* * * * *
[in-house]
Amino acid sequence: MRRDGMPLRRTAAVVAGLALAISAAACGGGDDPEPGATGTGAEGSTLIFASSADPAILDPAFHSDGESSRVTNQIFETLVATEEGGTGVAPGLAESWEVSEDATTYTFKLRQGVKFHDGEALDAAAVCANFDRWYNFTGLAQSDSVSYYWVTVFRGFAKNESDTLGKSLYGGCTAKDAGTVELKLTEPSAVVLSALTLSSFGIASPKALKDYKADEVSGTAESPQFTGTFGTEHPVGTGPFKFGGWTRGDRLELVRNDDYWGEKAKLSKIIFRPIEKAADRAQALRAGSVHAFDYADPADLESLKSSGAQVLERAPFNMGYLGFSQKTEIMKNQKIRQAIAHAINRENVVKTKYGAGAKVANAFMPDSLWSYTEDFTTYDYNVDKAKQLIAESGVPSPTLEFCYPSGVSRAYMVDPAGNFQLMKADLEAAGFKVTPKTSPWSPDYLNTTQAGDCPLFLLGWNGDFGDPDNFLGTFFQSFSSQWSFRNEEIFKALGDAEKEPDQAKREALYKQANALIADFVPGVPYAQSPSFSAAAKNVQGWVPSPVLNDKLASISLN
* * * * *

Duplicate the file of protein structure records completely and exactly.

[in-house]
Amino acid sequence: MRRDGMPLRRTAAVVAGLALAISAAACGGGDDPEPGATGTGAEGSTLIFASSADPAILDPAFHSDGESSRVTNQIFETLVATEEGGTGVAPGLAESWEVSEDATTYTFKLRQGVKFHDGEALDAAAVCANFDRWYNFTGLAQSDSVSYYWVTVFRGFAKNESDTLGKSLYGGCTAKDAGTVELKLTEPSAVVLSALTLSSFGIASPKALKDYKADEVSGTAESPQFTGTFGTEHPVGTGPFKFGGWTRGDRLELVRNDDYWGEKAKLSKIIFRPIEKAADRAQALRAGSVHAFDYADPADLESLKSSGAQVLERAPFNMGYLGFSQKTEIMKNQKIRQAIAHAINRENVVKTKYGAGAKVANAFMPDSLWSYTEDFTTYDYNVDKAKQLIAESGVPSPTLEFCYPSGVSRAYMVDPAGNFQLMKADLEAAGFKVTPKTSPWSPDYLNTTQAGDCPLFLLGWNGDFGDPDNFLGTFFQSFSSQWSFRNEEIFKALGDAEKEPDQAKREALYKQANALIADFVPGVPYAQSPSFSAAAKNVQGWVPSPVLNDKLASISLN